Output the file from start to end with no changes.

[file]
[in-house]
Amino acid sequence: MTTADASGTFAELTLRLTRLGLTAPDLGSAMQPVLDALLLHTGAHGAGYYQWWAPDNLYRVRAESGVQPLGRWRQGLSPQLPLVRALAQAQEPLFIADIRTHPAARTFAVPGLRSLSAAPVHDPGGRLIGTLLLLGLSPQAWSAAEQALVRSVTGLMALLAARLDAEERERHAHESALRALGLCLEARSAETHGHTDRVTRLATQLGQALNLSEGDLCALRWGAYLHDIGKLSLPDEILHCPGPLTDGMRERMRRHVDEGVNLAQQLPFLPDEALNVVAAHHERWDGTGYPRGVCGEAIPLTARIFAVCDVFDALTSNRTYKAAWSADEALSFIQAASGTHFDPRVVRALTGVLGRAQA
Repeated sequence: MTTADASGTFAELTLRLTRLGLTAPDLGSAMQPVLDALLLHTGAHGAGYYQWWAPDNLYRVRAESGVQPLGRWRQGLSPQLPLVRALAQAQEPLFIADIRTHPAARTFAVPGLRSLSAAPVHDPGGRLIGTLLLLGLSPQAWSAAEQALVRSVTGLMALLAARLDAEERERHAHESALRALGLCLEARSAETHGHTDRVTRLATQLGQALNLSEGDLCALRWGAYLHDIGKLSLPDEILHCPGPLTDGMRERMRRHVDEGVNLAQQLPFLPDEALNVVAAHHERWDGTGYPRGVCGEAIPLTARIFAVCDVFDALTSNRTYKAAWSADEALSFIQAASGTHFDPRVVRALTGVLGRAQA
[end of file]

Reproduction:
[in-house]
Amino acid sequence: MTTADASGTFAELTLRLTRLGLTAPDLGSAMQPVLDALLLHTGAHGAGYYQWWAPDNLYRVRAESGVQPLGRWRQGLSPQLPLVRALAQAQEPLFIADIRTHPAARTFAVPGLRSLSAAPVHDPGGRLIGTLLLLGLSPQAWSAAEQALVRSVTGLMALLAARLDAEERERHAHESALRALGLCLEARSAETHGHTDRVTRLATQLGQALNLSEGDLCALRWGAYLHDIGKLSLPDEILHCPGPLTDGMRERMRRHVDEGVNLAQQLPFLPDEALNVVAAHHERWDGTGYPRGVCGEAIPLTARIFAVCDVFDALTSNRTYKAAWSADEALSFIQAASGTHFDPRVVRALTGVLGRAQA
Repeated sequence: MTTADASGTFAELTLRLTRLGLTAPDLGSAMQPVLDALLLHTGAHGAGYYQWWAPDNLYRVRAESGVQPLGRWRQGLSPQLPLVRALAQAQEPLFIADIRTHPAARTFAVPGLRSLSAAPVHDPGGRLIGTLLLLGLSPQAWSAAEQALVRSVTGLMALLAARLDAEERERHAHESALRALGLCLEARSAETHGHTDRVTRLATQLGQALNLSEGDLCALRWGAYLHDIGKLSLPDEILHCPGPLTDGMRERMRRHVDEGVNLAQQLPFLPDEALNVVAAHHERWDGTGYPRGVCGEAIPLTARIFAVCDVFDALTSNRTYKAAWSADEALSFIQAASGTHFDPRVVRALTGVLGRAQA